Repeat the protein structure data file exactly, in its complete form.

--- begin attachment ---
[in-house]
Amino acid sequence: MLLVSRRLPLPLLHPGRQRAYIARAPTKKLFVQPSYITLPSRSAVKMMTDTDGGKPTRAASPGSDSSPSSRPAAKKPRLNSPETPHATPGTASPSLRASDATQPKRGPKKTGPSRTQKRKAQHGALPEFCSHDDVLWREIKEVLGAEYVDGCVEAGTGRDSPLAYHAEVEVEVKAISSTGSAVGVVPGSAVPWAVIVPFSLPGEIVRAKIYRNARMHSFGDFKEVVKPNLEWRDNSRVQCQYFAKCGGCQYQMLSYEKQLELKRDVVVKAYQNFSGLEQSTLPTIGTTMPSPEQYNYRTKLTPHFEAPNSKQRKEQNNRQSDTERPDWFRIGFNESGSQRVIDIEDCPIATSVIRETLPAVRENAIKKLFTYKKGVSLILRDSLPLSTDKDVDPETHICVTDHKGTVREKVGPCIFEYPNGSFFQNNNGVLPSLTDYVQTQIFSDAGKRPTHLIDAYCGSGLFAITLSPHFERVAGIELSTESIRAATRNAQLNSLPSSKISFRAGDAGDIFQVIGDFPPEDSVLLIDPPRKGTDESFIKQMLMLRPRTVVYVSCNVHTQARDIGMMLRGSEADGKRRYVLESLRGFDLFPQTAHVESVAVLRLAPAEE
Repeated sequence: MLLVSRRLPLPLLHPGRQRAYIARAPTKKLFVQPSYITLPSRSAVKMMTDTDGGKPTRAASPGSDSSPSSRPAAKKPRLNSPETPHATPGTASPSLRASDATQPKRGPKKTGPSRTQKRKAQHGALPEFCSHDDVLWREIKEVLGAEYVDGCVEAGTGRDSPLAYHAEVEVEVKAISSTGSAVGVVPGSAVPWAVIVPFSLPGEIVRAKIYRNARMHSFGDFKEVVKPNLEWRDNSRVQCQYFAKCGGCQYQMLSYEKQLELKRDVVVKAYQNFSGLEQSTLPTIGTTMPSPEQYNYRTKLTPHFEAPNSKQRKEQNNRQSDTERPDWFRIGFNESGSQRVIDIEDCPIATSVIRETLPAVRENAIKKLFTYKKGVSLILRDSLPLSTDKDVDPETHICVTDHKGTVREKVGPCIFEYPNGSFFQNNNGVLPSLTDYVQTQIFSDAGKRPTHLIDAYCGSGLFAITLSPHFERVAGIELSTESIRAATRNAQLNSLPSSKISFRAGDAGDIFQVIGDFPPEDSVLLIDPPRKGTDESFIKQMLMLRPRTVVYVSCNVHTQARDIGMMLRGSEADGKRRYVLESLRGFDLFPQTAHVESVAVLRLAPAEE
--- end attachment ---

[in-house]
Amino acid sequence: MLLVSRRLPLPLLHPGRQRAYIARAPTKKLFVQPSYITLPSRSAVKMMTDTDGGKPTRAASPGSDSSPSSRPAAKKPRLNSPETPHATPGTASPSLRASDATQPKRGPKKTGPSRTQKRKAQHGALPEFCSHDDVLWREIKEVLGAEYVDGCVEAGTGRDSPLAYHAEVEVEVKAISSTGSAVGVVPGSAVPWAVIVPFSLPGEIVRAKIYRNARMHSFGDFKEVVKPNLEWRDNSRVQCQYFAKCGGCQYQMLSYEKQLELKRDVVVKAYQNFSGLEQSTLPTIGTTMPSPEQYNYRTKLTPHFEAPNSKQRKEQNNRQSDTERPDWFRIGFNESGSQRVIDIEDCPIATSVIRETLPAVRENAIKKLFTYKKGVSLILRDSLPLSTDKDVDPETHICVTDHKGTVREKVGPCIFEYPNGSFFQNNNGVLPSLTDYVQTQIFSDAGKRPTHLIDAYCGSGLFAITLSPHFERVAGIELSTESIRAATRNAQLNSLPSSKISFRAGDAGDIFQVIGDFPPEDSVLLIDPPRKGTDESFIKQMLMLRPRTVVYVSCNVHTQARDIGMMLRGSEADGKRRYVLESLRGFDLFPQTAHVESVAVLRLAPAEE
Repeated sequence: MLLVSRRLPLPLLHPGRQRAYIARAPTKKLFVQPSYITLPSRSAVKMMTDTDGGKPTRAASPGSDSSPSSRPAAKKPRLNSPETPHATPGTASPSLRASDATQPKRGPKKTGPSRTQKRKAQHGALPEFCSHDDVLWREIKEVLGAEYVDGCVEAGTGRDSPLAYHAEVEVEVKAISSTGSAVGVVPGSAVPWAVIVPFSLPGEIVRAKIYRNARMHSFGDFKEVVKPNLEWRDNSRVQCQYFAKCGGCQYQMLSYEKQLELKRDVVVKAYQNFSGLEQSTLPTIGTTMPSPEQYNYRTKLTPHFEAPNSKQRKEQNNRQSDTERPDWFRIGFNESGSQRVIDIEDCPIATSVIRETLPAVRENAIKKLFTYKKGVSLILRDSLPLSTDKDVDPETHICVTDHKGTVREKVGPCIFEYPNGSFFQNNNGVLPSLTDYVQTQIFSDAGKRPTHLIDAYCGSGLFAITLSPHFERVAGIELSTESIRAATRNAQLNSLPSSKISFRAGDAGDIFQVIGDFPPEDSVLLIDPPRKGTDESFIKQMLMLRPRTVVYVSCNVHTQARDIGMMLRGSEADGKRRYVLESLRGFDLFPQTAHVESVAVLRLAPAEE